How did Brexit affect Scotland?
Scotland voted on Sunday to leave the European Union.
The country’s new prime minister, Nicola Sturgeon, has said Scotland would be better off remaining in the bloc.
Here are some key points: 1.
The UK’s decision is expected to be widely seen as an act of defiance by the United Kingdom.
The referendum was a clear rebuke of the British political class, which was seen as out of touch with ordinary voters and failed to understand how the country voted.
The SNP’s vote was lower than predicted.
The British political establishment is divided over how to deal with the Scottish vote.
Scotland’s economy has been battered by the Brexit shock.
Scotland has a sizeable population of university graduates and is seen as a major export hub.
A poll in early April showed that Scots had a high opinion of the Scottish Labour Party, and the independence movement has surged in popularity.
A major economic shock could lead to the rise of far-right nationalist parties.
The economy is facing severe strains in the aftermath of the Brexit vote.
Scotland will be a major trading partner of the United States.
The Scottish government has been criticized for failing to provide any credible plan to deal the Brexit fallout.
Scottish business is in shock.
The decision to leave Europe has created an unprecedented political crisis for the Scottish government.
The vote was widely seen in Scotland as an attack on the UK’s institutions and its elites.
The independence movement is on the rise, with support surging from across the political spectrum.
A second independence referendum in 2019 could be a possibility if Scotland chooses to leave, but it is not certain.
The U.K. is unlikely to impose new taxes on Scotland, and other countries are likely to offer assistance.
The Brexit vote was a direct challenge to Britain’s democratic system.
The EU will probably impose new tariffs on Scottish exports to the United, and it will be the biggest single trade barrier between the EU and Scotland.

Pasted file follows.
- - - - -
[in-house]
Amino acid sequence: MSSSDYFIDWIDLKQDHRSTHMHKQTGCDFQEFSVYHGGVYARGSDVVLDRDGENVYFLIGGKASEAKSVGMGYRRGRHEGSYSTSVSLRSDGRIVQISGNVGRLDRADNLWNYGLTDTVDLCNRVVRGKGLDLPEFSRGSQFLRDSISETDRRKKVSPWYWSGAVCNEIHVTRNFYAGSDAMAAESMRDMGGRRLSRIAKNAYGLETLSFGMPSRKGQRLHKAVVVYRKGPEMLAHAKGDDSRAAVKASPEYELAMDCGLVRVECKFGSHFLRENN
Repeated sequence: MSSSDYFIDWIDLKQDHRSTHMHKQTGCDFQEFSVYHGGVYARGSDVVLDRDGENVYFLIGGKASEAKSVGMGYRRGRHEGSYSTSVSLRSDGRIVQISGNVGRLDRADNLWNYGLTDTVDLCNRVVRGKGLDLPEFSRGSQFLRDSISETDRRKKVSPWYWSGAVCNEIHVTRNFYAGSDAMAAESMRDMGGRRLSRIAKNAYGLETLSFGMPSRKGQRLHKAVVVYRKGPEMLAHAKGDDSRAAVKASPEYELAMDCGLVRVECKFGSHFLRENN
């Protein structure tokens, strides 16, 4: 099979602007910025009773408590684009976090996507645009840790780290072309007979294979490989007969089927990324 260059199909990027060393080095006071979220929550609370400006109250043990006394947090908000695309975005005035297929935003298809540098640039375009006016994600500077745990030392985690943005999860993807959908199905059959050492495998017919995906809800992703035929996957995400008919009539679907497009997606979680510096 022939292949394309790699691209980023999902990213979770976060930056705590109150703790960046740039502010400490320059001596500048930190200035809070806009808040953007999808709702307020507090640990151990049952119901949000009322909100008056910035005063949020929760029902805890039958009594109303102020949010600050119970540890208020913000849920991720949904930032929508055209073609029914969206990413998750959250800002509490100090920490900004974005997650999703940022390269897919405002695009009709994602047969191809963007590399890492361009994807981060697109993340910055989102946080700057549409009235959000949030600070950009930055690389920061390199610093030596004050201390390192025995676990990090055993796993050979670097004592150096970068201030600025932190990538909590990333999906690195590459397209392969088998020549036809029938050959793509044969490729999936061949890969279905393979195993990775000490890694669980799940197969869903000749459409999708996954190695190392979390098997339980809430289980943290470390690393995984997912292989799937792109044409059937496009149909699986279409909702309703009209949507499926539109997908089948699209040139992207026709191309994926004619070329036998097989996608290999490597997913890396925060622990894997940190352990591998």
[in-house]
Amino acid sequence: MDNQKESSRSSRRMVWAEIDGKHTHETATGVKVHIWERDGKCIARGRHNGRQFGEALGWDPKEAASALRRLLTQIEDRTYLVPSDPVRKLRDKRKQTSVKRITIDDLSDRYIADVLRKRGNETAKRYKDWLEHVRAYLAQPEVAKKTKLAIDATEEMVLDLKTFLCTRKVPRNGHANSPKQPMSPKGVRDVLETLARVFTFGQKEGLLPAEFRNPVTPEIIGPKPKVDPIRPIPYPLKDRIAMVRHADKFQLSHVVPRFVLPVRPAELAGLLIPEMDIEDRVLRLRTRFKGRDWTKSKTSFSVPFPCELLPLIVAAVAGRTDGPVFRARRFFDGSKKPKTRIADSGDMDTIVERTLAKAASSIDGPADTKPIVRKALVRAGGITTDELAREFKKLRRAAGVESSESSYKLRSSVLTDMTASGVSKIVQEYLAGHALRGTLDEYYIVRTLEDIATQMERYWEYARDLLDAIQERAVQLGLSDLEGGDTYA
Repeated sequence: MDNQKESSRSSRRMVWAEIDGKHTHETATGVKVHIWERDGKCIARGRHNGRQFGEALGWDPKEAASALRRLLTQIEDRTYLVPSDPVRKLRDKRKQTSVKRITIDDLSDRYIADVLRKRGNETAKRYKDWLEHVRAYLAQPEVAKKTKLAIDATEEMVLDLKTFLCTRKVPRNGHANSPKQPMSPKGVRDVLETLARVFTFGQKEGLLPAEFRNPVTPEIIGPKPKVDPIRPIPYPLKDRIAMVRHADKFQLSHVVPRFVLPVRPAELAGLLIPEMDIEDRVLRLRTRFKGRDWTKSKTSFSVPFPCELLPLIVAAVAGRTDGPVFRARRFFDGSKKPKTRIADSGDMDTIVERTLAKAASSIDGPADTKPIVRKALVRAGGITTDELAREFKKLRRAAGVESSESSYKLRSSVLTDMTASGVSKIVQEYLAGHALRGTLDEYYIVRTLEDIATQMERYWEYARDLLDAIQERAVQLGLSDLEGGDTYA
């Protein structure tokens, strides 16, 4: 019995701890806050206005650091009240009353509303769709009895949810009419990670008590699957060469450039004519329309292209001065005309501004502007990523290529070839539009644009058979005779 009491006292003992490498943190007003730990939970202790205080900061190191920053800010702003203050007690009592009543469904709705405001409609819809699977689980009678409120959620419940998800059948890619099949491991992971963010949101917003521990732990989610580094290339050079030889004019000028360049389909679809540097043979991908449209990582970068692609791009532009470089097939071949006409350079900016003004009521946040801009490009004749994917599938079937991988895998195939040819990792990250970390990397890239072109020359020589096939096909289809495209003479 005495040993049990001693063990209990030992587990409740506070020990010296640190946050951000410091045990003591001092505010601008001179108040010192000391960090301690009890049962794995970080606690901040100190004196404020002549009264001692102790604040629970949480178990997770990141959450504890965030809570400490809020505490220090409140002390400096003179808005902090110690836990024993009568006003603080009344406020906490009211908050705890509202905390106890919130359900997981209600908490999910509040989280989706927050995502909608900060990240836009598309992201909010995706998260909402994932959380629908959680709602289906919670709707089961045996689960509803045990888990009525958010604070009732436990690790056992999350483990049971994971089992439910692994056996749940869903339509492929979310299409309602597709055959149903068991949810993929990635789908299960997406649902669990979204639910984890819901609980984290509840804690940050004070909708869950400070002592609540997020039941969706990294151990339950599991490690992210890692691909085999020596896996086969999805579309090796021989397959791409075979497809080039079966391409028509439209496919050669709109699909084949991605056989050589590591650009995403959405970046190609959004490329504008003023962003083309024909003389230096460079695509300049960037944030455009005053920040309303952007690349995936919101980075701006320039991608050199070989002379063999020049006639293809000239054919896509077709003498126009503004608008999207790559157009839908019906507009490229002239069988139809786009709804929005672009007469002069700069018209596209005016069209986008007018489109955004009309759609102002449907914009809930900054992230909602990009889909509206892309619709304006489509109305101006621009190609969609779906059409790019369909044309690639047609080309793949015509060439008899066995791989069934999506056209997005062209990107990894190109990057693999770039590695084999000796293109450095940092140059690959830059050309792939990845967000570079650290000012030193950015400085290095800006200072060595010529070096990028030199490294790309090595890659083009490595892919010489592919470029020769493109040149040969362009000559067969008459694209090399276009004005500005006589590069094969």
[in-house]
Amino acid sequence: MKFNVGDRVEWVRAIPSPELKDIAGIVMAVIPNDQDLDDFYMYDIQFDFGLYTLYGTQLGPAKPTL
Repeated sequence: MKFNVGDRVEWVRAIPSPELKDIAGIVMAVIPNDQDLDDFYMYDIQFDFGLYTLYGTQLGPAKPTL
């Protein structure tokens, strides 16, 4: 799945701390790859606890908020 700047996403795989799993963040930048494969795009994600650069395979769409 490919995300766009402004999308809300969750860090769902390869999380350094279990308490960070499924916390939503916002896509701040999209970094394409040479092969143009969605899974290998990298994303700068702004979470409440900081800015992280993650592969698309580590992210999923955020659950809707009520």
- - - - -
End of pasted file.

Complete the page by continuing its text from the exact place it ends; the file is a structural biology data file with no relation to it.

The European Union is unlikely in the near term to take any major action against Scotland, except perhaps through a customs union, which would be a step back from the current status quo.
The euro currency will be stronger in Scotland than in the rest of the European bloc.
The United Kingdom is likely to leave both the EU’s single market and its customs union in the event of a no-deal Brexit.
The Bank of England will probably be loath to impose large-scale monetary and fiscal policies to try to stabilize the British economy after Brexit.
The government will not impose any new taxes, and there is no prospect of new taxes to be introduced by Westminster in the wake of Brexit.
Scotland is in a fragile position economically after Brexit, and its economy is in trouble financially as a result.
The currency of the U.S. will be weaker.
The economic damage from Brexit will be enormous, especially for Scotland, which will be left to grapple with the economic fallout of its departure.
Scotland and the rest on the Scottish peninsula are not likely to enjoy the benefits of trade with the rest the United UK, but the rest will enjoy greater access to the single market, which has led to greater economic growth and job creation.
Brexit will have a dramatic effect on Scotland’s economic outlook, especially if Scotland leaves the European Economic Area (EEA).
The impact of Brexit will not be seen as as a serious economic threat by the European institutions, which have long been at odds with the United Kingdom.
The most important economic outcome of Brexit for Scotland is the decline in its export competitiveness and the resulting job losses.
Scottish businesses and the wider economy will suffer as a consequence of Brexit, with the most damaging effect on workers and the elderly.
Scottish government policies are likely be strengthened to try and offset the economic damage caused by Brexit.
The loss of access to European markets will also hurt the rest at the margins of the economy, particularly those dependent on trade with Scotland.
The consequences of Brexit are likely not to be as severe as some in the U